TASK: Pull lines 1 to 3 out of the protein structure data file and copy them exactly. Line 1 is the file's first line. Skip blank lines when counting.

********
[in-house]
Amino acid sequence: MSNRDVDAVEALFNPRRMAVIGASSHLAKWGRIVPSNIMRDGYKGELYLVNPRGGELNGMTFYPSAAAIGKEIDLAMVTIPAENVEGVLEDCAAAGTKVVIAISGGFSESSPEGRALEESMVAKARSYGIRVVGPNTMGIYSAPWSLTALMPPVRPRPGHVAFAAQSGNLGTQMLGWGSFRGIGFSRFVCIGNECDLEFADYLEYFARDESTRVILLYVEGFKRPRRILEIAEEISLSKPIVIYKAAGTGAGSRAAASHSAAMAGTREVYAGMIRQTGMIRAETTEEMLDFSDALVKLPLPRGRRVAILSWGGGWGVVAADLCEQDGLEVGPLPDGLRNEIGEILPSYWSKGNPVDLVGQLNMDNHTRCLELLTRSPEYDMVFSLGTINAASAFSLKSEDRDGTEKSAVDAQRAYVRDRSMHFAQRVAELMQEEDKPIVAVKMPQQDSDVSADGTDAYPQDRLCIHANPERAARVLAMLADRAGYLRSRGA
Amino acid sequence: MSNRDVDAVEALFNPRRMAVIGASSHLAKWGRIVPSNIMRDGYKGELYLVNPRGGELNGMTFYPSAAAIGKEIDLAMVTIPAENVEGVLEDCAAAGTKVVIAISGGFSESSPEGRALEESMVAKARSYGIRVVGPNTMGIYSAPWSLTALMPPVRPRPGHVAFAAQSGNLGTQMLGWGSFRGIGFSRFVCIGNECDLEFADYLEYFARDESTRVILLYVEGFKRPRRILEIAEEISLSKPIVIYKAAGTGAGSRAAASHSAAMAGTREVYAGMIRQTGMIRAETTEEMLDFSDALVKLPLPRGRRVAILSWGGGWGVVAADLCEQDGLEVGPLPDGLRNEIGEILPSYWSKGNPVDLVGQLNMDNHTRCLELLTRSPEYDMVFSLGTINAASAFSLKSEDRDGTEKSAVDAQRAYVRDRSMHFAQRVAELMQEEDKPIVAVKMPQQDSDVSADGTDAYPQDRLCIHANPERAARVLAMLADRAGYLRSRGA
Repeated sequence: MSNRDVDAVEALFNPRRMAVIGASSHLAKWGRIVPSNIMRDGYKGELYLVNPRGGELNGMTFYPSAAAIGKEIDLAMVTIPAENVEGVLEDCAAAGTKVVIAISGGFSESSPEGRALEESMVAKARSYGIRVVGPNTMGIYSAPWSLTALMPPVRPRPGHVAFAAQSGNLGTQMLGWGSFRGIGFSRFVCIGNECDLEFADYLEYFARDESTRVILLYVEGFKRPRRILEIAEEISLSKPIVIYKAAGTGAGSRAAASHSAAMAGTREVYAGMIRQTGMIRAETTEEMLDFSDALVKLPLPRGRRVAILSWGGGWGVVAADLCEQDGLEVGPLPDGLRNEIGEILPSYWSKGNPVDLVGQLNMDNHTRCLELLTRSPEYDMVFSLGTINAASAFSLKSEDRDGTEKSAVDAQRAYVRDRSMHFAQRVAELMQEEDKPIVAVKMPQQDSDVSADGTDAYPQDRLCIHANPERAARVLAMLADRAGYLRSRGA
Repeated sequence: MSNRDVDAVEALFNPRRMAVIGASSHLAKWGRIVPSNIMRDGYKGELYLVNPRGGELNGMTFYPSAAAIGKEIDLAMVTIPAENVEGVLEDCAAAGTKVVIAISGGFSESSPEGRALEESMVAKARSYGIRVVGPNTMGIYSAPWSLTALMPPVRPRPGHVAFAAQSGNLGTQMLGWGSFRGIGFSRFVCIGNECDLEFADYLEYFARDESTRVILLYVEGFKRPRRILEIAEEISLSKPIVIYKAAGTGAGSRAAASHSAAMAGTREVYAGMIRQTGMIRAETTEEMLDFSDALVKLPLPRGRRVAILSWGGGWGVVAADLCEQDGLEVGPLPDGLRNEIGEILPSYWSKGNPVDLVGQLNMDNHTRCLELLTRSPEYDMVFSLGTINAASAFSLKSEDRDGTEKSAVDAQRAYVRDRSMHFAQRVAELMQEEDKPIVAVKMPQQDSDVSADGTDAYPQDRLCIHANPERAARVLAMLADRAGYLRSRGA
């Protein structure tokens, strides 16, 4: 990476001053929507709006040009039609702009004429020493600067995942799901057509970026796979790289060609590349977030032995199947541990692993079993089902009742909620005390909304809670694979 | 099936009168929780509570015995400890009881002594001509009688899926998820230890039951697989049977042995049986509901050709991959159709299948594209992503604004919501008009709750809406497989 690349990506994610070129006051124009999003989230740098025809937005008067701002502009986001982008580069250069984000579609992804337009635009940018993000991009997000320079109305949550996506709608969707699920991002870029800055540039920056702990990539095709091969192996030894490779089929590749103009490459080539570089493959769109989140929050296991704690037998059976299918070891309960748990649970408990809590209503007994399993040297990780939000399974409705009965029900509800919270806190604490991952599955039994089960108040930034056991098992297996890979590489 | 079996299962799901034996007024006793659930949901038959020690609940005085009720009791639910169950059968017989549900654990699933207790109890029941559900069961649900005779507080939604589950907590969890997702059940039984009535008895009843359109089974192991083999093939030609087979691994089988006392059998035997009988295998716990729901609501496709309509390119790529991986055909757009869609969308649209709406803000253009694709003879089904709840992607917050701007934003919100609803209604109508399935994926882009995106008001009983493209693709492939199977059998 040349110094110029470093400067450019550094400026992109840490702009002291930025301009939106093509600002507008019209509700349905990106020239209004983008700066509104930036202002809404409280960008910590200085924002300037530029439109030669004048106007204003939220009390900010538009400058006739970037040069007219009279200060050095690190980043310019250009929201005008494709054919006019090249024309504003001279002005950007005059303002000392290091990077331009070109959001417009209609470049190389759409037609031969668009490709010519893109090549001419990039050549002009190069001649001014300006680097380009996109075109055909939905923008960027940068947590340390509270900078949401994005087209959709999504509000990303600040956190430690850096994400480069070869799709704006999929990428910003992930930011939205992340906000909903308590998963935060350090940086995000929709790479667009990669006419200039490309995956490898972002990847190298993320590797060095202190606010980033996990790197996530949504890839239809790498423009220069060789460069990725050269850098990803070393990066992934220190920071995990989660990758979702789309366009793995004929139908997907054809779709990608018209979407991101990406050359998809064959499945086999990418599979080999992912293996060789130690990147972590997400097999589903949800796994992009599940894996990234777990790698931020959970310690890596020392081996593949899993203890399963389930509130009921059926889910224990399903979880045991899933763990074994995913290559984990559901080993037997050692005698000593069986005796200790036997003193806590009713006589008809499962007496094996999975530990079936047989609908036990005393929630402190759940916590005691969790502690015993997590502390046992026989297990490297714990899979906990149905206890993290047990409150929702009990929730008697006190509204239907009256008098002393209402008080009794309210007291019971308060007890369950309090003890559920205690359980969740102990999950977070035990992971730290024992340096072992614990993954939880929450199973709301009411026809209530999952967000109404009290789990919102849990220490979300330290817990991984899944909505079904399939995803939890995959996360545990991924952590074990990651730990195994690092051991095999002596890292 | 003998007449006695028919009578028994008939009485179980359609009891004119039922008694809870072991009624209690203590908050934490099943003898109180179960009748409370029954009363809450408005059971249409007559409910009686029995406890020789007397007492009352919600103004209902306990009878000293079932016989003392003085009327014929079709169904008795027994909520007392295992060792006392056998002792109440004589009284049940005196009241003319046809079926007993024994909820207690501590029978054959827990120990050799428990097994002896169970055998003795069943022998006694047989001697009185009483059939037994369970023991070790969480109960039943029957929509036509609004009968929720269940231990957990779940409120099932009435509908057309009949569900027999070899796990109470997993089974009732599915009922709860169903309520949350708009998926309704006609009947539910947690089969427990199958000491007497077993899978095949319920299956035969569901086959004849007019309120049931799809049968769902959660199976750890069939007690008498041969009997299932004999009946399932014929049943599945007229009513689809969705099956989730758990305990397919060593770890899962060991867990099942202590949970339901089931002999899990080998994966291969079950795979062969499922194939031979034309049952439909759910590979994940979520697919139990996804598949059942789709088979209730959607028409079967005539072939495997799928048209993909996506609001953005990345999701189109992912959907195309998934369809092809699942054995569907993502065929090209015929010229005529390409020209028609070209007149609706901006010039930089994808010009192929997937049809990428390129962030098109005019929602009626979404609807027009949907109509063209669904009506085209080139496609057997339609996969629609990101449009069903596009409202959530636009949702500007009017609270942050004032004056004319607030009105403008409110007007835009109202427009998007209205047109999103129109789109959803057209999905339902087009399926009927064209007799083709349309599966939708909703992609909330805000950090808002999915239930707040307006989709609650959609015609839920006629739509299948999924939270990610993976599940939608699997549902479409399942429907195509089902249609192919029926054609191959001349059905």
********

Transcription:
[in-house]
Amino acid sequence: MSNRDVDAVEALFNPRRMAVIGASSHLAKWGRIVPSNIMRDGYKGELYLVNPRGGELNGMTFYPSAAAIGKEIDLAMVTIPAENVEGVLEDCAAAGTKVVIAISGGFSESSPEGRALEESMVAKARSYGIRVVGPNTMGIYSAPWSLTALMPPVRPRPGHVAFAAQSGNLGTQMLGWGSFRGIGFSRFVCIGNECDLEFADYLEYFARDESTRVILLYVEGFKRPRRILEIAEEISLSKPIVIYKAAGTGAGSRAAASHSAAMAGTREVYAGMIRQTGMIRAETTEEMLDFSDALVKLPLPRGRRVAILSWGGGWGVVAADLCEQDGLEVGPLPDGLRNEIGEILPSYWSKGNPVDLVGQLNMDNHTRCLELLTRSPEYDMVFSLGTINAASAFSLKSEDRDGTEKSAVDAQRAYVRDRSMHFAQRVAELMQEEDKPIVAVKMPQQDSDVSADGTDAYPQDRLCIHANPERAARVLAMLADRAGYLRSRGA
Amino acid sequence: MSNRDVDAVEALFNPRRMAVIGASSHLAKWGRIVPSNIMRDGYKGELYLVNPRGGELNGMTFYPSAAAIGKEIDLAMVTIPAENVEGVLEDCAAAGTKVVIAISGGFSESSPEGRALEESMVAKARSYGIRVVGPNTMGIYSAPWSLTALMPPVRPRPGHVAFAAQSGNLGTQMLGWGSFRGIGFSRFVCIGNECDLEFADYLEYFARDESTRVILLYVEGFKRPRRILEIAEEISLSKPIVIYKAAGTGAGSRAAASHSAAMAGTREVYAGMIRQTGMIRAETTEEMLDFSDALVKLPLPRGRRVAILSWGGGWGVVAADLCEQDGLEVGPLPDGLRNEIGEILPSYWSKGNPVDLVGQLNMDNHTRCLELLTRSPEYDMVFSLGTINAASAFSLKSEDRDGTEKSAVDAQRAYVRDRSMHFAQRVAELMQEEDKPIVAVKMPQQDSDVSADGTDAYPQDRLCIHANPERAARVLAMLADRAGYLRSRGA